Step together. Another reason why HR leaders are now working far beyond the boundaries of traditional HR roles is the rapid rise of an adaptive workforce that includes contractors, freelancers, crowdsourced workers and strategic partners. By some accounts, 36 percent of the U.S. workforce now consists of freelancers; by 2027, freelancers are expected to become the majority.

To harness the power of this new talent ecosystem, we must closely work together with departments like legal, strategy and marketing to tap into new talent pools. We must combine efforts with functions such as finance to understand the bottom-line implications of the new workforce, and collaborate with risk management to identify and address issues like intellectual-property risks. And we must work side-by-side with IT to ensure security and drive transparency into the performance of the entire workforce.

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At one financial-services company, the responsibility for this new adaptive workforce is supervised by a steering committee of HR, enterprise operations and the procurement staff. Other organizations are moving the responsibility from procurement to HR to ensure that this growing and ever more strategic workforce has a carefully crafted experience and a set of talent strategies to maximize its performance, ensuring that the function works closely with other areas of the business. Still others are creating new cross-functional roles or centers of excellence to manage the extended workforce, blending skills like employment law, contract negotiations, and project, talent and organizational management.

Step in. Digital and enterprise transformation has created a gray zone that is not “owned” by any one C-suite leader or function. Instead, it demands that every leader step in and collaborate beyond the boundaries of traditional roles. A recent Gartner survey of CEOs revealed that a wide array of C-suite leaders is contributing to digital business initiatives in close collaboration. When asked which of twelve c-suite members contributed most to digital business initiatives, CEOs ranked CHROs fourth in terms of level of contribution, just behind CIOs, CFOs, and COOs. HR leaders, for example, are working closely with IT, business unit or functional leaders, and operations, to reimagine work at the intersection of talent and technology. And CHROs can form a tight partnership with CEOs and CFOs—what global business advisor Ram Charan calls the “G3”—to allocate human capital as carefully as financial capital when undergoing any kind of transformational journey.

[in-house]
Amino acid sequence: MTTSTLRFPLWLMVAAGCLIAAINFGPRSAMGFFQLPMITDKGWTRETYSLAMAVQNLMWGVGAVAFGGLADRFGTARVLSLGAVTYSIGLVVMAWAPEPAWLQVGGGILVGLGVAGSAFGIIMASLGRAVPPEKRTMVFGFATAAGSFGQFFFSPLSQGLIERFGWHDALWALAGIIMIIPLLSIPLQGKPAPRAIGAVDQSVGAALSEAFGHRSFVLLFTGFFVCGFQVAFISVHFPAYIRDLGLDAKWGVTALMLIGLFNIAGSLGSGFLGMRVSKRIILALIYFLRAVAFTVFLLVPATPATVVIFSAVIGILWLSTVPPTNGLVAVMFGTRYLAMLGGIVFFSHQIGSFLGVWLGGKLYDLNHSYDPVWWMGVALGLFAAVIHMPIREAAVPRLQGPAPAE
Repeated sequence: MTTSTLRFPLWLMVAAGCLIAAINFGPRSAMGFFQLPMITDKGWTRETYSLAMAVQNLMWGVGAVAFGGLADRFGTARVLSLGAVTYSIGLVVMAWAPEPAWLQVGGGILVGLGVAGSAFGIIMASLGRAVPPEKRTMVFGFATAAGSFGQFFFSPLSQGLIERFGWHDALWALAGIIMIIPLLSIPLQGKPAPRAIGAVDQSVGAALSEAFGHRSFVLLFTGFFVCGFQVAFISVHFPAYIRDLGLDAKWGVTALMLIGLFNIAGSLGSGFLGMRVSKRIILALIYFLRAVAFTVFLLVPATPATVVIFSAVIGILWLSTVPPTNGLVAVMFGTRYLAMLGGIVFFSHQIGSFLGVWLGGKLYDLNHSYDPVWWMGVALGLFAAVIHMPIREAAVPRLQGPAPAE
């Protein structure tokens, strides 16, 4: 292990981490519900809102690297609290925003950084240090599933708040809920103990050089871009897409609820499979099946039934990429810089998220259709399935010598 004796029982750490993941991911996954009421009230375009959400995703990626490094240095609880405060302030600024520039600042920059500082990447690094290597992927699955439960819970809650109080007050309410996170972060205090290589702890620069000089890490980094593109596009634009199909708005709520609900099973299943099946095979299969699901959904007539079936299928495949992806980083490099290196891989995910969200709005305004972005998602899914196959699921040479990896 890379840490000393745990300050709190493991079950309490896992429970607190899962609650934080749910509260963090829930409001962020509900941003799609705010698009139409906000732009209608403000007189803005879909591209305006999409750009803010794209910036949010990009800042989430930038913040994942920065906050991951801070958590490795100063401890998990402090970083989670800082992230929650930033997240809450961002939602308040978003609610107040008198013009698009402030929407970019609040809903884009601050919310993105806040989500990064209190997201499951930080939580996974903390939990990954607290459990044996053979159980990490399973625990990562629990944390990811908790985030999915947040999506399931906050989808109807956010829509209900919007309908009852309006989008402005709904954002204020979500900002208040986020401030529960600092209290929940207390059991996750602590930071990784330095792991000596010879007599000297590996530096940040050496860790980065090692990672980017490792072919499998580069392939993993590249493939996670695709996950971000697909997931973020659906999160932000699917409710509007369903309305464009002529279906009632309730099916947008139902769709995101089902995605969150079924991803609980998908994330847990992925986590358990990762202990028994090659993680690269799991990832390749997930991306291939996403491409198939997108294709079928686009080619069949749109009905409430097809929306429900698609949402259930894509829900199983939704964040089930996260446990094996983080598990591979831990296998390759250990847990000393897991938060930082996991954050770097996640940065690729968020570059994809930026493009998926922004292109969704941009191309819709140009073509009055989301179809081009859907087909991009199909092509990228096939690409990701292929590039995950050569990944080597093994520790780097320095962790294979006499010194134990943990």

The boundaries of our function have been slowly stretching for some time now. I personally experienced this when one of my prior roles shifted from executive vice president of HR to include corporate-affairs responsibilities such as communications, government affairs and social, environmental and foundation duties. It was an extraordinary opportunity to collaborate internally and externally and tackle new opportunities and challenges creatively with fresh new perspectives and solutions.

What is different now, however, is the mounting pressure from new competitive, business and workforce dynamics to stretch well beyond the past boundaries of our function. I challenge us all to step broadly, step together and step in. Let’s walk a path into the future in a spirit of collaboration and camaraderie, jointly working with others across the enterprise to meet our company’s greatest goals with fresh, new boundary-less thinking.